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Moresby Meanders Observations From an Ongoing Journey

Passport & Plate - Gong Bao Zhi Ding

China | Thursday, March 13, 2014 | 5 photos

2 Chicken breasts cubed
2 Large spring onions thick sliced (can be substituted with celery or leek)
200g raw peanuts
A handful of whole dried chilies sliced in half and deseeded
1 small piece of ginger sliced
3-4 cloves of garlic sliced
250ml Shaoxing rice wine
1 cup water
1 egg white
1 Tbs Sichuan Pepper
5 Tbs pea starch
2 tsp sugar
vegetable oil
Soy Sauce
Chinese black vinegar (can be substituted with balsamic vinegar)


How to prepare this recipe
1) Place peanuts in pan and cover with vegetable oil. Heat pan and stir steadily. The peanuts will make a “popping” sound while cooking. When the popping stops remove the peanuts and oil separately and set to the side.

2) In a bowl mix together 2 Tbs pea starch, 100ml Shaoxing rice wine, 1 egg white and a pinch of salt. Coat chicken cubes with mixture. Fry in pan with a couple of Tbs of vegetable oil. When finished set to the side.

3) Place the spring onion, dried chilies, garlic, ginger and Sichuan pepper in pan and fry until fragrant

4) In a bowl mix together 3 Tbs pea starch, 150ml Shaoxing rice wine, 1 cup of water, 2 tsp sugar, and a dash of black vinegar and a dash of soy sauce to taste.

5) Add chicken and sauce to the vegetables and spices in the pan and stir. Finally mix through peanuts and serve.


The story behind this recipe
In May of 2013 I spent six weeks visiting family and traveling in Sichuan Province, China. One of my goals during the trip was to learn some local dishes and pick up a few tricks to add to my cooking repertoire. As a birthday present from my sister, it was arranged for me to spend a day with Mrs Du, the patron of a cozy “supper club” style home restaurant in the back streets of Tong Zi Lin, Chengdu. Mrs Du and I worked our way trough a list of local and seasonal dishes including; Mogu Shaorou (Mushroom and Pork Stew), Papa Cai (a summer veg soup), Liang Ban Cai (a cold dish consisting mainly of radish topped with a spicy sauce), Lao Ya Tang (Old Duck Soup), and Gong Bao Zhi Ding (also known in the west as Kung Pow Chicken), the recipe I have chosen to submit.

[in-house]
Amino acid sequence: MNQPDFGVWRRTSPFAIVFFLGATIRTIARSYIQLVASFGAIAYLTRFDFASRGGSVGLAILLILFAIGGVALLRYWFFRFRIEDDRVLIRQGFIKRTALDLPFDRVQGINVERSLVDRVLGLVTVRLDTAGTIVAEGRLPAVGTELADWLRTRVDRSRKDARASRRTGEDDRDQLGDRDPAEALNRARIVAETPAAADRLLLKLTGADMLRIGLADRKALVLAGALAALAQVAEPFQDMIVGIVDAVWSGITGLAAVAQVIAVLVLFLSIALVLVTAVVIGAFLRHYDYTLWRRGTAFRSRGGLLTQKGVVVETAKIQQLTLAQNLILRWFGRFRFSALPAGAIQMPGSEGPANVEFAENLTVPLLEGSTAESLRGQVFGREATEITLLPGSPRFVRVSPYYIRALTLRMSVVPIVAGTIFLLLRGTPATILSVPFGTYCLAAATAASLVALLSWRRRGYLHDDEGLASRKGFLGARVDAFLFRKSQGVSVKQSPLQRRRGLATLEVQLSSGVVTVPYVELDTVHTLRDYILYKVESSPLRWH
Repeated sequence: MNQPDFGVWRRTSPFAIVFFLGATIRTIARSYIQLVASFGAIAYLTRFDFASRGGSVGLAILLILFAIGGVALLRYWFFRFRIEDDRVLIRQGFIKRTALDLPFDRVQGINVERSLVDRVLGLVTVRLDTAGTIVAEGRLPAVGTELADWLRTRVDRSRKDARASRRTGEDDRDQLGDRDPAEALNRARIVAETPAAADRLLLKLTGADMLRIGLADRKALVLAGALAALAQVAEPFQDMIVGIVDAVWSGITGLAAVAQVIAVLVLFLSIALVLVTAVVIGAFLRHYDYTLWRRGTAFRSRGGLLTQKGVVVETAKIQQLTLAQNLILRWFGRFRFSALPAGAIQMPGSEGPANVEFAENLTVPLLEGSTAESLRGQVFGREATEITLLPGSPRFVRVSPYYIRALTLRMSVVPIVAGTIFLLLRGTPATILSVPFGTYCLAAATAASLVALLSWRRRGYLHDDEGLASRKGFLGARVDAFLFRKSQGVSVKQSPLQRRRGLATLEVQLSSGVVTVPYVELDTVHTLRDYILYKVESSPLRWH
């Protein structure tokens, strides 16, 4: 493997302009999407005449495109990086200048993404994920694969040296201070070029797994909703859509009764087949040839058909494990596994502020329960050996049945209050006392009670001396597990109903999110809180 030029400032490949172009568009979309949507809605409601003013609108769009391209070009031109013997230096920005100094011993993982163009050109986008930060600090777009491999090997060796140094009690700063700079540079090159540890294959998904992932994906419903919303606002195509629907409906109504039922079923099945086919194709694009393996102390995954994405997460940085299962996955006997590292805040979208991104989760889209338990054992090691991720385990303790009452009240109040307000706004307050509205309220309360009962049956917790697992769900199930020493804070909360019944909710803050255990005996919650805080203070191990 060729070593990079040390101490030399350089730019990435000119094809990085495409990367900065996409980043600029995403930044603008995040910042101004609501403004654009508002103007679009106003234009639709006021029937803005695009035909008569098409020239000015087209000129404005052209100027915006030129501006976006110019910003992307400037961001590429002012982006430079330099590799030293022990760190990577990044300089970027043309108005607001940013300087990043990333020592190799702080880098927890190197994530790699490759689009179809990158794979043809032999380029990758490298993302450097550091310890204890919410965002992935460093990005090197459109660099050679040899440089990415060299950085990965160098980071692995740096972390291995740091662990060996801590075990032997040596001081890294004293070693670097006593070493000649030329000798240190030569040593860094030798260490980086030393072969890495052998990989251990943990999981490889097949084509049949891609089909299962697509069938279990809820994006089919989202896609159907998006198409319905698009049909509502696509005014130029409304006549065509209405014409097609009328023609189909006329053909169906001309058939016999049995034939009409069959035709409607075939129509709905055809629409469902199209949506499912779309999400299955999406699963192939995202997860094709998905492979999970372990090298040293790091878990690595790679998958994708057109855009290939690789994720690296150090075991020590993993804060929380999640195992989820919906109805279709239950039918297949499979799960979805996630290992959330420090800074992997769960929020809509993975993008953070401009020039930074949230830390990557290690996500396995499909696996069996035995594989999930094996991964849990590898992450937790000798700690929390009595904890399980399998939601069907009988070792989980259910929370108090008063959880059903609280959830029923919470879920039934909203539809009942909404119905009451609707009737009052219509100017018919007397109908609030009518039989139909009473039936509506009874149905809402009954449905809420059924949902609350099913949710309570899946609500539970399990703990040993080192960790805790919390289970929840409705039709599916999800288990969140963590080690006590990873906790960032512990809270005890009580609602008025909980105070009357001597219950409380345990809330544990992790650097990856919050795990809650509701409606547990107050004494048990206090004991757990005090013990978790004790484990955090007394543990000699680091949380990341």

Gong Bao Zhi Ding is a traditional Sichuan dish, composed mainly of cubed chicken pieces, peanuts, dried red chilies and slices of a large spring onion (often substituted with sliced celery or leek). The characteristic flavors of the dish are provided by the addition of Hua Jiao (Sichuan Pepper), and Shaoxing rice wine made from fermented glutinous rice. The composition is delicate and well balanced in terms of colors, flavors and textures. Though the dish may appear spicy, the whole dried chilies are ornamental and are not traditionally eaten. The end result is a slightly sweet dish with hints of spice and an undertone of the numbing Sichuan Pepper that characterizes much of the regional cuisine. This dish has a wide reaching appeal and can be found in restaurants across China and the world.
Mrs Du was warm and welcoming and despite my broken Mandarin we connected over the food and turned out a tasty banquet. It felt as if the experience was meant to be when we found that the Chinese name I use while traveling in the region, the name of an ancient Chinese philosopher, is the given name of Mrs Du's daughter and the restaurants namesake. The day was completed sharing the meal with my family and local friends.

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